Key strategy helps Vit Plant support building take shape
Being in two places at once became a key strategy for Hanford Vit Plant employees in maintaining an aggressive construction schedule at the effluent management facility (EMF).
Employees recently installed two 40-ton process cell pipe racks into EMF that were constructed across the parking lot and pre-loaded with more than 3,000 linear feet of pipe and nearly 200 linear feet of cable tray. While those racks were being built over the past several months, another team was inside the facility making progress on special protective concrete coatings, process pump installations, and equipment installations.
Because of the congested footprint of the facility during the construction phase of EMF, completing scope outside of the building using modular construction concepts – a strategy widely used on other global Bechtel projects – allowed for concurrent construction that would have otherwise been completed in series.
This key strategy has reduced congestion risk and allowed timely progress on the final Vit Plant support building required to deliver the direct feed low-activity waste (DFLAW) vitrification approach.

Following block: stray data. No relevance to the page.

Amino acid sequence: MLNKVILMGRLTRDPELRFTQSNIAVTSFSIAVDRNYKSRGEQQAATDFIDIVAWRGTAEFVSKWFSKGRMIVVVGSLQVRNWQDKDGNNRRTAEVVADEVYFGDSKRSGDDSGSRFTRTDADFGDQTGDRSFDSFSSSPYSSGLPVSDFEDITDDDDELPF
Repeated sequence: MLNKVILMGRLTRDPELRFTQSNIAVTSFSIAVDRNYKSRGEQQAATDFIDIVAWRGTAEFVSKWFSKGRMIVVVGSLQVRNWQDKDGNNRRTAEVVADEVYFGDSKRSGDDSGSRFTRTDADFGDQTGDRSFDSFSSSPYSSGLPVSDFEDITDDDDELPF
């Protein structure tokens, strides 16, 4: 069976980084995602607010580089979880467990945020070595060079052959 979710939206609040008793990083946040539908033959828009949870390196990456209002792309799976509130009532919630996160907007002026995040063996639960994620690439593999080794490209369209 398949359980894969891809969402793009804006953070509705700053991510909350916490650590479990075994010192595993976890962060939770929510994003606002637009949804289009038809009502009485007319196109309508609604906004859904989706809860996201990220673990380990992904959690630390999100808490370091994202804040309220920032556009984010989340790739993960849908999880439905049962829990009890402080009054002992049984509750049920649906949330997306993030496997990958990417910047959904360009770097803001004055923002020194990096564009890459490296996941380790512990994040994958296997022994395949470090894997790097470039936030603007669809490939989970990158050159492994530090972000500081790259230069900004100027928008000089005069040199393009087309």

The pipe racks are steel structures that will allow utilities to be run between areas of the facility to connect equipment and systems. Each rack measures roughly 25-feet tall, 20-feet wide, and 70-feet long and required the team to work a 16-hour shift with a heavy lift crane on the day of final installation. After the rack modules were flown into the main process facility, workers began bulk pipe installations within the building footprint.
During low-activity waste vitrification operations, secondary liquids will be generated from the melter off-gas system. These liquids will go to EMF where excess water will be evaporated away and transferred to Hanford’s Liquid Effluent Retention Facility, while the remaining concentrate sent back into the vitrification process.